NORFOLK -- Crime at Old Dominion University is down, according to campus Police Chief Rhonda Harris.
She and her staff have crunched the numbers and found the campus is getting safer, despite a growing perception amongst students, parents and staff members that crime is on the rise.
"We've done a great job with maintaining and reducing crime here on campus," Harris said.
Her claims come at the end of a school year in which students fell victim to at least eight violent crimes on and around the school's campus.
The school is required by federal law to notify students about crimes that pose a threat to student safety. At ODU, the notifications come in the form of a timely warning email.
During the 2013-2014 school year, emails were sent for shootings near campus, multiple armed robberies of students on and near campus and a deadly assault that killed 20-year-old Paul Johnson.
Chief Harris said there was no way to have prevented Johnson's death.
"I wish 100 times we would have had a cop in the area or Norfolk would have had a cop drive through or something would have interrupted that from happening," Harris said.
However, Harris believes there was nothing ODU Police could have done to prevent the deadly assault.
"I think it would have been very difficult, other than somebody just by chance driving through that parking lot," she said.
Johnson was attacked across the street from ODU's campus. The closest blue light emergency call box was roughly a quarter mile away.
Blue light phones are commonly used at college campuses around Virginia and across the country to provide a quick way to communicate with police and to deter crime.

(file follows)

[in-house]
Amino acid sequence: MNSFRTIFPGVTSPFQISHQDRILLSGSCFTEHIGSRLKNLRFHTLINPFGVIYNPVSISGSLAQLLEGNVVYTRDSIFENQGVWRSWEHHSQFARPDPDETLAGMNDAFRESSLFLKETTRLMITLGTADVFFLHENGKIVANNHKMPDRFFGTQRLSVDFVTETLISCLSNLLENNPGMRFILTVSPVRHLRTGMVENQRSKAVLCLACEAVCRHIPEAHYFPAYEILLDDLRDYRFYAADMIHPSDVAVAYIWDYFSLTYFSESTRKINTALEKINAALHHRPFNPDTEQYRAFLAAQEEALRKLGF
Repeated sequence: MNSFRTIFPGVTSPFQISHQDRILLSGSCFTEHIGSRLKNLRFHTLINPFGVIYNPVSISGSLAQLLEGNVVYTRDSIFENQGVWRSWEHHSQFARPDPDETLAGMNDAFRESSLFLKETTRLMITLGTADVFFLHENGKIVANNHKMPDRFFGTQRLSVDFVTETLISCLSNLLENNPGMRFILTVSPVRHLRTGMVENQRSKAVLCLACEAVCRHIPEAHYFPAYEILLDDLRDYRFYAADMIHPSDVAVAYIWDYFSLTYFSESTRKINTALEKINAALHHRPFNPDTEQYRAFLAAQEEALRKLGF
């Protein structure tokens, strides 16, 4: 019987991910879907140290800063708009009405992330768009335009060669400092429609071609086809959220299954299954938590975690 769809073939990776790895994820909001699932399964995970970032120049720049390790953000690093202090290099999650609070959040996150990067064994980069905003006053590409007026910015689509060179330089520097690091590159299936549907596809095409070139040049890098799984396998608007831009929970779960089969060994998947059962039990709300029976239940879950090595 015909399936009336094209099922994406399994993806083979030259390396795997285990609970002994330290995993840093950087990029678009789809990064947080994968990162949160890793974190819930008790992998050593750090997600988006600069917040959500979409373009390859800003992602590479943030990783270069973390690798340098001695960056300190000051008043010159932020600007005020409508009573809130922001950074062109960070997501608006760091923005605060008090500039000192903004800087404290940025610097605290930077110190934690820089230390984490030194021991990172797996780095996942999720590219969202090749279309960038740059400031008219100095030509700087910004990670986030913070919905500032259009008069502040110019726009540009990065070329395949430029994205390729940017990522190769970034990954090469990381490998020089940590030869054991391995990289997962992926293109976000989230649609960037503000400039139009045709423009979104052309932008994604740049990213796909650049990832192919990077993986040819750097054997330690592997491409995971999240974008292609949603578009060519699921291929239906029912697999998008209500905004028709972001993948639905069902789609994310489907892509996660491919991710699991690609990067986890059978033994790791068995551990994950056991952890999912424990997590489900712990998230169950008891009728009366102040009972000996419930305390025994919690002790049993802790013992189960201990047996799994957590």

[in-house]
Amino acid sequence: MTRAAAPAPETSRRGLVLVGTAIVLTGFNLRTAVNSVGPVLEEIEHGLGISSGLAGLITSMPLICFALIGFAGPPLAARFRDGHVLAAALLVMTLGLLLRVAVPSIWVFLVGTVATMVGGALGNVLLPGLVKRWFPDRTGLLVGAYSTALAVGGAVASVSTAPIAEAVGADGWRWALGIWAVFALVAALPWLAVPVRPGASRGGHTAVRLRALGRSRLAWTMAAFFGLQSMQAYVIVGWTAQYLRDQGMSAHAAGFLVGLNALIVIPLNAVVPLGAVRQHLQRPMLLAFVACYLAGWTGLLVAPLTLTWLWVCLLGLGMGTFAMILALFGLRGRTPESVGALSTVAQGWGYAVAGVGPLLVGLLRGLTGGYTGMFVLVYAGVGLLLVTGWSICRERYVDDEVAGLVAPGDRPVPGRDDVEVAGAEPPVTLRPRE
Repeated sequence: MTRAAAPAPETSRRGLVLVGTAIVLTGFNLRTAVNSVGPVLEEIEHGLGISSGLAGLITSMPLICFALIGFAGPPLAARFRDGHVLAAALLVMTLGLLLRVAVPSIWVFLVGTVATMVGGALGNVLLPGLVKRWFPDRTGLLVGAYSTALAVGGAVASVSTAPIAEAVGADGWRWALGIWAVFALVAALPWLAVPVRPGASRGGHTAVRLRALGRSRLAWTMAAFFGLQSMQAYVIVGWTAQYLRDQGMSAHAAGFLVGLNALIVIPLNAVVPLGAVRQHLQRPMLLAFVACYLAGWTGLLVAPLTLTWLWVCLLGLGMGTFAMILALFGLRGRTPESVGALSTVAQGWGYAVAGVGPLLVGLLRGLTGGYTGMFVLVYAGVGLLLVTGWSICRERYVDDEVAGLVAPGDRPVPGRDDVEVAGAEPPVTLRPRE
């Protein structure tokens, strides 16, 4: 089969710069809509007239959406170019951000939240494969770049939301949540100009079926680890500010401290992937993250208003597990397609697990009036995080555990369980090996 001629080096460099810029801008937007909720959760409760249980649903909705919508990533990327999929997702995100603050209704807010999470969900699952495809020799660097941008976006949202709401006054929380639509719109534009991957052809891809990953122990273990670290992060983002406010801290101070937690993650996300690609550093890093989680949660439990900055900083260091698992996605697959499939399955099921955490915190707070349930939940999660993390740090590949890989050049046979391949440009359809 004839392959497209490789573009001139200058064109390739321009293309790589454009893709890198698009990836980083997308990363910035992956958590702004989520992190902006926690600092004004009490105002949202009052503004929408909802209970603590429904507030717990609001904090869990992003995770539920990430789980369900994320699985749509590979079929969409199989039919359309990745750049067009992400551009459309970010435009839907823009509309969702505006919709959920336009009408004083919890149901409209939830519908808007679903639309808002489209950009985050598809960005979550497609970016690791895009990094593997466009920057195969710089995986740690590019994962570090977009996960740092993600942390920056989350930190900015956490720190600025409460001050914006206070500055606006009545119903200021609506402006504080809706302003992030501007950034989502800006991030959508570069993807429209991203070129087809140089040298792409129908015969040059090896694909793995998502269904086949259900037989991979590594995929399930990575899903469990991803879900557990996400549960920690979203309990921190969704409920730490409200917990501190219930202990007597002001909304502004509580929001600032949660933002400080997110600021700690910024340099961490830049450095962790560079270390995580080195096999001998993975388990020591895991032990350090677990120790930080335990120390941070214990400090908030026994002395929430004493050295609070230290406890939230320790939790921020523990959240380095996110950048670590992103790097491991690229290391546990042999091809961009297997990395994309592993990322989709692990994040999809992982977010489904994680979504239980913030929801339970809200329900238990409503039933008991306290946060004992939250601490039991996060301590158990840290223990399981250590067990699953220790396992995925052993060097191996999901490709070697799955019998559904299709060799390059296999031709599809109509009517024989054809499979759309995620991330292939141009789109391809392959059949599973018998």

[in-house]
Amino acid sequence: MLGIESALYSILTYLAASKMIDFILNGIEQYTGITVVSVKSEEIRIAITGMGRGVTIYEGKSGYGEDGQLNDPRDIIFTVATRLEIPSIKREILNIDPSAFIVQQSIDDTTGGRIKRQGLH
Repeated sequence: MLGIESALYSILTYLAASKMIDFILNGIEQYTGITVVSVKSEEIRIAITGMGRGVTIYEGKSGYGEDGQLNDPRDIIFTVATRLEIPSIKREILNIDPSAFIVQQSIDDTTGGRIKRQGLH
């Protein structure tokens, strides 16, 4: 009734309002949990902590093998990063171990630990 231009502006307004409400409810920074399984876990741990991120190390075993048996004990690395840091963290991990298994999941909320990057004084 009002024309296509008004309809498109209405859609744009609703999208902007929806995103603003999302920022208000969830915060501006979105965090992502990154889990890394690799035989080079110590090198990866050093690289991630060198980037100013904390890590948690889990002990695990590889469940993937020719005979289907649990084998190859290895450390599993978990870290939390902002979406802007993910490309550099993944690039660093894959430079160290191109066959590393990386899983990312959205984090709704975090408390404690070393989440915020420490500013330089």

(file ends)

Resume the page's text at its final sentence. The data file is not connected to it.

ODU has just 24 blue lights on campus. That number pales in comparison to other schools--both the same size or smaller that Old Dominion. For instance, Christopher Newport University has 42 blue lights. Norfolk State University, which has a closed and gated campus, has 26 blue lights across its campus.
Captain Scott Austin with the Christopher Newport University Police Department said the blue lights on his campus serve as both a deterrent and are an extra way for students to connect with police.
"The blue lights that you'll see on there and it says 'emergency' across it," Cpt. Austin explained. "So any bad guys that may come out on the university will obviously see that we have some kind of way to communicate with the police department."
But Harris said the blue lights at ODU are ineffective and seldom, if ever, used.
"They're not used," Harris said. "It's kind of replaced by the proliferation of cell phones that are out there and people are investing in other kinds of technology now."
Harris said her department is investing in more security cameras around campus, which she believes are more effective than blue lights at fighting crime.
The department is also studying ways to implement crime-fighting tactics in the areas immediately surrounding campus.
"One serious incident is too many," Harris said. "Nobody wants to send their child to school and have them be injured and certainly the university doesn't want somebody to be sent here and have them injured."